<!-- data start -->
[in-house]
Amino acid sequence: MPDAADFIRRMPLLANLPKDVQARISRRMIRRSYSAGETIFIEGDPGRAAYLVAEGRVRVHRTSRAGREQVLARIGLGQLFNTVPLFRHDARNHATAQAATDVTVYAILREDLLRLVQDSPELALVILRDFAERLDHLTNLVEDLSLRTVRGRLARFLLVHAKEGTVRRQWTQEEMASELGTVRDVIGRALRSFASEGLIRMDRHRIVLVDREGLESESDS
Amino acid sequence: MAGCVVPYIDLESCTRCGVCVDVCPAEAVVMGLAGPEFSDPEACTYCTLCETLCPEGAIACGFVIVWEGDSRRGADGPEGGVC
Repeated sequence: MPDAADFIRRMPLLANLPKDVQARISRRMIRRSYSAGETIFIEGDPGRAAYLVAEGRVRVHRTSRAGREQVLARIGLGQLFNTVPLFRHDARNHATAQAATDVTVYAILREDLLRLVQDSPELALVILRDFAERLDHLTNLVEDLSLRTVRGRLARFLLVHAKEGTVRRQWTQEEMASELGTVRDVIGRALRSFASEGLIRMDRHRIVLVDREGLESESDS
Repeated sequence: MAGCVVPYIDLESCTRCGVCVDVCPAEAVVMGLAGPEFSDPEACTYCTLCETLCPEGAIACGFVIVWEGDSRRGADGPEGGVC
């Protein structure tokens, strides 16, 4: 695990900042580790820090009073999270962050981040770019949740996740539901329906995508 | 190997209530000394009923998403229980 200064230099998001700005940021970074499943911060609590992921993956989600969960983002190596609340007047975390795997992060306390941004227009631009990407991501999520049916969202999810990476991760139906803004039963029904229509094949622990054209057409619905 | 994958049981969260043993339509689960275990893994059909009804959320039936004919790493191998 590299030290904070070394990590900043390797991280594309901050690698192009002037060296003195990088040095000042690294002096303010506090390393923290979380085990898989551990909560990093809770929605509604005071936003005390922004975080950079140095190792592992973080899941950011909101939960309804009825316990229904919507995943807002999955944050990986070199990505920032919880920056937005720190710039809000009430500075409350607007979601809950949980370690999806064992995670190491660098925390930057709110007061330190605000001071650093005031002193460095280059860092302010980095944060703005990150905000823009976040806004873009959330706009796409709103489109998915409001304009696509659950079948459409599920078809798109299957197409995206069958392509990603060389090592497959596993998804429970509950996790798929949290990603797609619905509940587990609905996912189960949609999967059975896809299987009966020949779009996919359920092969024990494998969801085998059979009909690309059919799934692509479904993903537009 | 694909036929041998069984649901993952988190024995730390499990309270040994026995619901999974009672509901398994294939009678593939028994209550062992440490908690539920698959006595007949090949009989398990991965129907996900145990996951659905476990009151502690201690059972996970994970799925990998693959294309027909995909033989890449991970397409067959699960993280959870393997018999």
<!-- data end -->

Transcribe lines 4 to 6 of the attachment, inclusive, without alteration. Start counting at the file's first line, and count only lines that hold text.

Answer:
Repeated sequence: MPDAADFIRRMPLLANLPKDVQARISRRMIRRSYSAGETIFIEGDPGRAAYLVAEGRVRVHRTSRAGREQVLARIGLGQLFNTVPLFRHDARNHATAQAATDVTVYAILREDLLRLVQDSPELALVILRDFAERLDHLTNLVEDLSLRTVRGRLARFLLVHAKEGTVRRQWTQEEMASELGTVRDVIGRALRSFASEGLIRMDRHRIVLVDREGLESESDS
Repeated sequence: MAGCVVPYIDLESCTRCGVCVDVCPAEAVVMGLAGPEFSDPEACTYCTLCETLCPEGAIACGFVIVWEGDSRRGADGPEGGVC
């Protein structure tokens, strides 16, 4: 695990900042580790820090009073999270962050981040770019949740996740539901329906995508 | 190997209530000394009923998403229980 200064230099998001700005940021970074499943911060609590992921993956989600969960983002190596609340007047975390795997992060306390941004227009631009990407991501999520049916969202999810990476991760139906803004039963029904229509094949622990054209057409619905 | 994958049981969260043993339509689960275990893994059909009804959320039936004919790493191998 590299030290904070070394990590900043390797991280594309901050690698192009002037060296003195990088040095000042690294002096303010506090390393923290979380085990898989551990909560990093809770929605509604005071936003005390922004975080950079140095190792592992973080899941950011909101939960309804009825316990229904919507995943807002999955944050990986070199990505920032919880920056937005720190710039809000009430500075409350607007979601809950949980370690999806064992995670190491660098925390930057709110007061330190605000001071650093005031002193460095280059860092302010980095944060703005990150905000823009976040806004873009959330706009796409709103489109998915409001304009696509659950079948459409599920078809798109299957197409995206069958392509990603060389090592497959596993998804429970509950996790798929949290990603797609619905509940587990609905996912189960949609999967059975896809299987009966020949779009996919359920092969024990494998969801085998059979009909690309059919799934692509479904993903537009 | 694909036929041998069984649901993952988190024995730390499990309270040994026995619901999974009672509901398994294939009678593939028994209550062992440490908690539920698959006595007949090949009989398990991965129907996900145990996951659905476990009151502690201690059972996970994970799925990998693959294309027909995909033989890449991970397409067959699960993280959870393997018999």